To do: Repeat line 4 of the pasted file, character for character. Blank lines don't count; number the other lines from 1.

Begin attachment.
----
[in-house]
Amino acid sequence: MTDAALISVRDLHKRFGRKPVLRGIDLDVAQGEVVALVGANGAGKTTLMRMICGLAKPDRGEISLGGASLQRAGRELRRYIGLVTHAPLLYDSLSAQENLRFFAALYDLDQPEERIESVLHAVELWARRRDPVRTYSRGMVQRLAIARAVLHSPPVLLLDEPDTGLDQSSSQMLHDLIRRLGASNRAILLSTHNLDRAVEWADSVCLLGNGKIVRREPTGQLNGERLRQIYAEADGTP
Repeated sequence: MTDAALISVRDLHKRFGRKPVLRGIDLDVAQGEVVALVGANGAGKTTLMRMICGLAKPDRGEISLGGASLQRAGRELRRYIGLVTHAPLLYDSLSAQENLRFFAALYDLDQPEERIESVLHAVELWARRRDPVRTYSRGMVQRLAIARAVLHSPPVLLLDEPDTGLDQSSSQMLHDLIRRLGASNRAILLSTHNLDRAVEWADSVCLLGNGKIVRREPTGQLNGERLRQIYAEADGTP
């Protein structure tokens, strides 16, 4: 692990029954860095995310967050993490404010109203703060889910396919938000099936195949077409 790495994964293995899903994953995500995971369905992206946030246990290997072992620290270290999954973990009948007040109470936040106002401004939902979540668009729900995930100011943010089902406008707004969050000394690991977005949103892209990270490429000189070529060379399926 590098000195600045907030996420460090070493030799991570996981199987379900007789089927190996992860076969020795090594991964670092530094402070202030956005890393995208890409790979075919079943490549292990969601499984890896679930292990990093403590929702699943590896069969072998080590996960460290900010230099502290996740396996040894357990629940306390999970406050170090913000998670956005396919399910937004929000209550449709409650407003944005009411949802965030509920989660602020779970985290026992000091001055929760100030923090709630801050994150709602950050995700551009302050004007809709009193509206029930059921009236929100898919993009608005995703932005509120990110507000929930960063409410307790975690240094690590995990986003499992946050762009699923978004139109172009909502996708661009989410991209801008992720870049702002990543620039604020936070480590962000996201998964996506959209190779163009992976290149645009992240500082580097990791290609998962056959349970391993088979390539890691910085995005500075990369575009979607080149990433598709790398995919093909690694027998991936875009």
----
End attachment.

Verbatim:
């Protein structure tokens, strides 16, 4: 692990029954860095995310967050993490404010109203703060889910396919938000099936195949077409 790495994964293995899903994953995500995971369905992206946030246990290997072992620290270290999954973990009948007040109470936040106002401004939902979540668009729900995930100011943010089902406008707004969050000394690991977005949103892209990270490429000189070529060379399926 590098000195600045907030996420460090070493030799991570996981199987379900007789089927190996992860076969020795090594991964670092530094402070202030956005890393995208890409790979075919079943490549292990969601499984890896679930292990990093403590929702699943590896069969072998080590996960460290900010230099502290996740396996040894357990629940306390999970406050170090913000998670956005396919399910937004929000209550449709409650407003944005009411949802965030509920989660602020779970985290026992000091001055929760100030923090709630801050994150709602950050995700551009302050004007809709009193509206029930059921009236929100898919993009608005995703932005509120990110507000929930960063409410307790975690240094690590995990986003499992946050762009699923978004139109172009909502996708661009989410991209801008992720870049702002990543620039604020936070480590962000996201998964996506959209190779163009992976290149645009992240500082580097990791290609998962056959349970391993088979390539890691910085995005500075990369575009979607080149990433598709790398995919093909690694027998991936875009």